Sunderland children lost at sea in wartime tragedy

Remembering those lost in the Benares tragedy of 1940.

Remembering those lost in the Benares tragedy of 1940.

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Just before midnight on September 17, 1940, Wearside schoolboy Bill Short was shaken awake when a huge explosion ripped through evacuation ship City of Benares.

Seconds later a bunk bed clattered down on the nine-year-old, leaving him trapped. As the liner started to sink, so the boy tried to claw his way free.

German u-boats on display.

German u-boats on display.

Bill, then of Fordwell Cottages, Hylton Lane, survived the disaster. Tragically his five-year-old brother, Peter, was among 77 children to perish. “I was lucky. Very, very lucky,” he admits.

Benares, a passenger liner designed for tropical travel, had been bound for Canada with a cargo of 102 evacuees - 11 from Sunderland - when it was attacked by German U-boats in the Atlantic.

As panicked passengers scrambled to abandon ship, beneath the waves the crew of U-48 – the most successful German submarine of World War Two – were celebrating a successful mission.

“I listened to our torpedo, so when I heard a bang I said ‘It’s a hit’,” former German submarine radio operator Rolf Hilse later recalled. “We thought it was an ordinary liner going to America.

I listened to our torpedo, so when I heard a bang I said ‘It’s a hit’. We thought it was an ordinary liner going to America. We had no idea the ship was carrying children.

Rolf Hilse, former German U-boat radio operator.

“It should have had a Red Cross sign on it. It should have been on its own, not in a convoy, and it should have had all the lights blazing. We had no idea the ship was carrying children.”

As water engulfed the Benares, so the ship started to sink. Bill was put into a lifeboat with 40 other people and spent nine days drifting at sea, before being rescued by HMS Hurricane.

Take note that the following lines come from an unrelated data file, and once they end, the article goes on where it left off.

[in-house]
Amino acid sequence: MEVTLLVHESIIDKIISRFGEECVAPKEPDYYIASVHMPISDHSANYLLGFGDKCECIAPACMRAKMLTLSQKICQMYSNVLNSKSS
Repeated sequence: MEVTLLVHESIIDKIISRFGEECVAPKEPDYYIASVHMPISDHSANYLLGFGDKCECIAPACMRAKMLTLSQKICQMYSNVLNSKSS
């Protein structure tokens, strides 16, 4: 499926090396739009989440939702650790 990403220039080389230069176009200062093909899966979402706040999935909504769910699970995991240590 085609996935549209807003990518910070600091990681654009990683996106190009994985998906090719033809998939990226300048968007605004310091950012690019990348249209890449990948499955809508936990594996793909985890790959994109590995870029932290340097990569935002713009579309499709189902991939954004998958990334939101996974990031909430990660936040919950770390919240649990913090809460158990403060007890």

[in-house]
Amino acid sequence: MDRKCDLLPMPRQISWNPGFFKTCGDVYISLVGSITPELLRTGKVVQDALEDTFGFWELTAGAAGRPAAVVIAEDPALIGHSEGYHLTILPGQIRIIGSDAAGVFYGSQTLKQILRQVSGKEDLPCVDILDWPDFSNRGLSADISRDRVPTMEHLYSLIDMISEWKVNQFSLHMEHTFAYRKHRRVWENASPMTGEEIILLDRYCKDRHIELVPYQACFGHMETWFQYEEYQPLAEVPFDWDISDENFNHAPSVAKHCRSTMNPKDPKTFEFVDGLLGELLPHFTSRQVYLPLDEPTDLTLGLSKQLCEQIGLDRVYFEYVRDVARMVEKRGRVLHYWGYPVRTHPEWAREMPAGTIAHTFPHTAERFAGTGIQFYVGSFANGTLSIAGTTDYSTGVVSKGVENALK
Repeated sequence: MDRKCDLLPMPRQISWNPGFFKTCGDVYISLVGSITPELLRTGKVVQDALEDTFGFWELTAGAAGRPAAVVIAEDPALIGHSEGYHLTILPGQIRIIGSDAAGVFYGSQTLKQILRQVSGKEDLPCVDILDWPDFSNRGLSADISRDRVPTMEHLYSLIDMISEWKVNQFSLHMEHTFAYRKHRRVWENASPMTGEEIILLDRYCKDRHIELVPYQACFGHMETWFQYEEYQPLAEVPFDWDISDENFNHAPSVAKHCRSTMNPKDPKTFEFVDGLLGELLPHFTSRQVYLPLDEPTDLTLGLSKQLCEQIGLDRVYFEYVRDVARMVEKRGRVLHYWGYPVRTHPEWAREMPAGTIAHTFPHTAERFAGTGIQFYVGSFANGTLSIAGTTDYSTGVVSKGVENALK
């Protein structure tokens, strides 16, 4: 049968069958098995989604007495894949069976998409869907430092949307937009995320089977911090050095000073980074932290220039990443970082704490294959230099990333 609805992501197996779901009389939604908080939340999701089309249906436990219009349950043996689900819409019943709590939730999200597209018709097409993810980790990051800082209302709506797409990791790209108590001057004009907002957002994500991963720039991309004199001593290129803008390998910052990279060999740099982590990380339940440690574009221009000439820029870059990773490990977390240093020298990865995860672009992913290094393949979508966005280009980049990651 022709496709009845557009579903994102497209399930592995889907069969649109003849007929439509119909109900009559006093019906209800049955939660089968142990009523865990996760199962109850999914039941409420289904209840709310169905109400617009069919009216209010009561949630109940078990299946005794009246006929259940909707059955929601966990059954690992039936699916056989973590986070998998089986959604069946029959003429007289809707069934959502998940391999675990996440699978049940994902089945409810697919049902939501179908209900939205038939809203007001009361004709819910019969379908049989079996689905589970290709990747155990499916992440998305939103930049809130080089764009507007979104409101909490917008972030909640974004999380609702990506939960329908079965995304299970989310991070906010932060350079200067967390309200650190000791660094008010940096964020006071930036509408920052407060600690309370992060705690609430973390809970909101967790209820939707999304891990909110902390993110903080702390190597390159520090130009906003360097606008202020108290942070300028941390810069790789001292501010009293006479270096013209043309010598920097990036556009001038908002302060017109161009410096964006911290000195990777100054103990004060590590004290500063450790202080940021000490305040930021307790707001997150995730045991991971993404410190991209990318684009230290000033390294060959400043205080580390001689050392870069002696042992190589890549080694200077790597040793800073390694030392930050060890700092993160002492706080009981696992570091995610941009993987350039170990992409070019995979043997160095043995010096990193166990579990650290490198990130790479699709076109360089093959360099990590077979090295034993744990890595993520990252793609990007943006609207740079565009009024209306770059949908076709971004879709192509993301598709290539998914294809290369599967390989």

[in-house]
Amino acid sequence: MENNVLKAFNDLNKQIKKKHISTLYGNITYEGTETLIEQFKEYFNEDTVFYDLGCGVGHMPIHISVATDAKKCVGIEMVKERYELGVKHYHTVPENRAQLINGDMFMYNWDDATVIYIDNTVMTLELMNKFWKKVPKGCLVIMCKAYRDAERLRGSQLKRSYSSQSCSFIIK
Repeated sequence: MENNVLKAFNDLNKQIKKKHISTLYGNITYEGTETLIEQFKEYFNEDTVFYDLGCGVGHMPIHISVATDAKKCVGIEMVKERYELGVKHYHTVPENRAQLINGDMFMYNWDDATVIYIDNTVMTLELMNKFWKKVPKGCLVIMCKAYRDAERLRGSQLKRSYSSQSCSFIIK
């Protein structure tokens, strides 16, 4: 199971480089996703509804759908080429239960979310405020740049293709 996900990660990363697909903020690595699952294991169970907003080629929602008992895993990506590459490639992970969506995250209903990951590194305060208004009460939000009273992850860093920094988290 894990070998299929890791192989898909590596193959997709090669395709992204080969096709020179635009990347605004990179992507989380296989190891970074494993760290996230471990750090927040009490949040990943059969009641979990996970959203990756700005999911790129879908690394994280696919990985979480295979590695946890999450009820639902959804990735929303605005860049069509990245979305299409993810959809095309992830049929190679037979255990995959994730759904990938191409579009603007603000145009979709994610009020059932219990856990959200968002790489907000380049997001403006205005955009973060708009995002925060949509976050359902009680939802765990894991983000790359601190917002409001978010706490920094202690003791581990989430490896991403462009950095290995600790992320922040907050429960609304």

“My little brother Peter had been confined to the ship’s sick bay, with either measles or chickenpox, earlier in the trip. I never saw him again,” said Bill.

“I remember being given a little dipper of fresh water once a day on the lifeboat, as well as some swigs of condensed milk. We also had ship’s biscuits and a few sardines,” he said.

SS City of Benares, torpedoed and sunk in the North Atlantic,. September 1940, while carrying child evacuees.

SS City of Benares, torpedoed and sunk in the North Atlantic,. September 1940, while carrying child evacuees.

“It was stormy and I remember having cold feet. I can also remember being in the destroyer afterwards and drinking all the orange juice in the officers’ mess.”

Reginald “Lofty” Charlton, a sailor aboard HMS Hurricane, was one of the first on the scene to help rescue those in Bill’s lifeboat.

“None of the people could walk or climb; they had to be passed from hand to hand up the scrambling nets, until they reached the safety of the deck,” he recalled.

The survivors – many of them children – were taken to the small mess deck, kept warm by the ship’s boilers, and cared for by the on-board doctor.

City of Benares victim Thomas William Watson.

City of Benares victim Thomas William Watson.

But at 4am the next morning, while Lofty was on watch, he was asked to help bury three young evacuees at sea, as the boys had died in their sleep.

“The three small bodies were wrapped in canvas by the crew. They were taken up on deck and received a Christian burial,” he said.

Bill’s parents were initially told that both their sons were presumed dead. But, when it was revealed Bill had survived, they travelled to Glasgow to collect him.

“Mammy, I haven’t got Peter for you,” were his first words to them.

Just one other Wearside youngster, 13-year-old Eleanor Wright, survived the sinking of Benares. Neither she, nor Bill, spoke publicly about their ordeal.

“We just kept our heads down. We didn’t want the families reminded of the loss of the children who died. It was a terrible time,” the retired joiner said.

In total, 260 of the 407 people on board Benares perished - including the master, commodore, three staff members, 121 crew and 134 passengers.

The sinking led to an outpouring of sympathy for those who had lost children, with Allied powers criticising Germany for its “barbaric” attack.

But the Germans claimed Benares had been a legitimate target, and insisted that the British government was to blame for allowing children to travel in war zones.

Plans to evacuate further youngsters through the Government’s Children’s Overseas Reception Board were cancelled, but private evacuations continued until 1941.

“We believe it is important to continue to remember those who were lost in the disaster,” said Katy Gill, of Sunderland Volunteer Life Brigade. “It was a tragedy which caused a national outcry.

“We are therefore holding a memorial service at All Saints Church, Fulwell, on October 3 at 11am, and will also be hosting a display at Roker Watch House on the afternoons of October 3 and 4. All welcome.”